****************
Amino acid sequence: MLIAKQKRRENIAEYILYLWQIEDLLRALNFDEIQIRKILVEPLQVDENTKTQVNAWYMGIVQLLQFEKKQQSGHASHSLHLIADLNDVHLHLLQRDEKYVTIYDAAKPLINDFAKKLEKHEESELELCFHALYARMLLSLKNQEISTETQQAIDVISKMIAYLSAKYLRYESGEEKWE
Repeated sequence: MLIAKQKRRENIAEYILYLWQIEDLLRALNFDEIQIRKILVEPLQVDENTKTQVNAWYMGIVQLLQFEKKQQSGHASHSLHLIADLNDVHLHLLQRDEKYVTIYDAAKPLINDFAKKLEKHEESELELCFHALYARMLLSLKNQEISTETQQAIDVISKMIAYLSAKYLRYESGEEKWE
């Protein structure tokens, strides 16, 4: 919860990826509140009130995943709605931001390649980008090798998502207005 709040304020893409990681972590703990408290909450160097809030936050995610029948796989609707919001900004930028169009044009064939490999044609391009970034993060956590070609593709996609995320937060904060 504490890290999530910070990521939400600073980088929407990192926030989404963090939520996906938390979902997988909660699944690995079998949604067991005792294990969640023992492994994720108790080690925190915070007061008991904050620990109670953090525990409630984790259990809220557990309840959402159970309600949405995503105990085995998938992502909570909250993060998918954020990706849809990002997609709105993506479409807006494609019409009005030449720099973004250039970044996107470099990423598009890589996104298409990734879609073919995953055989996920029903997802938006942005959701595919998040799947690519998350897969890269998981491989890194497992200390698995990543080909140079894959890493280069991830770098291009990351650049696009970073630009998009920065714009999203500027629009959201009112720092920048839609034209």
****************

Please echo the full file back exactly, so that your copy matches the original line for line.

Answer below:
Amino acid sequence: MLIAKQKRRENIAEYILYLWQIEDLLRALNFDEIQIRKILVEPLQVDENTKTQVNAWYMGIVQLLQFEKKQQSGHASHSLHLIADLNDVHLHLLQRDEKYVTIYDAAKPLINDFAKKLEKHEESELELCFHALYARMLLSLKNQEISTETQQAIDVISKMIAYLSAKYLRYESGEEKWE
Repeated sequence: MLIAKQKRRENIAEYILYLWQIEDLLRALNFDEIQIRKILVEPLQVDENTKTQVNAWYMGIVQLLQFEKKQQSGHASHSLHLIADLNDVHLHLLQRDEKYVTIYDAAKPLINDFAKKLEKHEESELELCFHALYARMLLSLKNQEISTETQQAIDVISKMIAYLSAKYLRYESGEEKWE
């Protein structure tokens, strides 16, 4: 919860990826509140009130995943709605931001390649980008090798998502207005 709040304020893409990681972590703990408290909450160097809030936050995610029948796989609707919001900004930028169009044009064939490999044609391009970034993060956590070609593709996609995320937060904060 504490890290999530910070990521939400600073980088929407990192926030989404963090939520996906938390979902997988909660699944690995079998949604067991005792294990969640023992492994994720108790080690925190915070007061008991904050620990109670953090525990409630984790259990809220557990309840959402159970309600949405995503105990085995998938992502909570909250993060998918954020990706849809990002997609709105993506479409807006494609019409009005030449720099973004250039970044996107470099990423598009890589996104298409990734879609073919995953055989996920029903997802938006942005959701595919998040799947690519998350897969890269998981491989890194497992200390698995990543080909140079894959890493280069991830770098291009990351650049696009970073630009998009920065714009999203500027629009959201009112720092920048839609034209």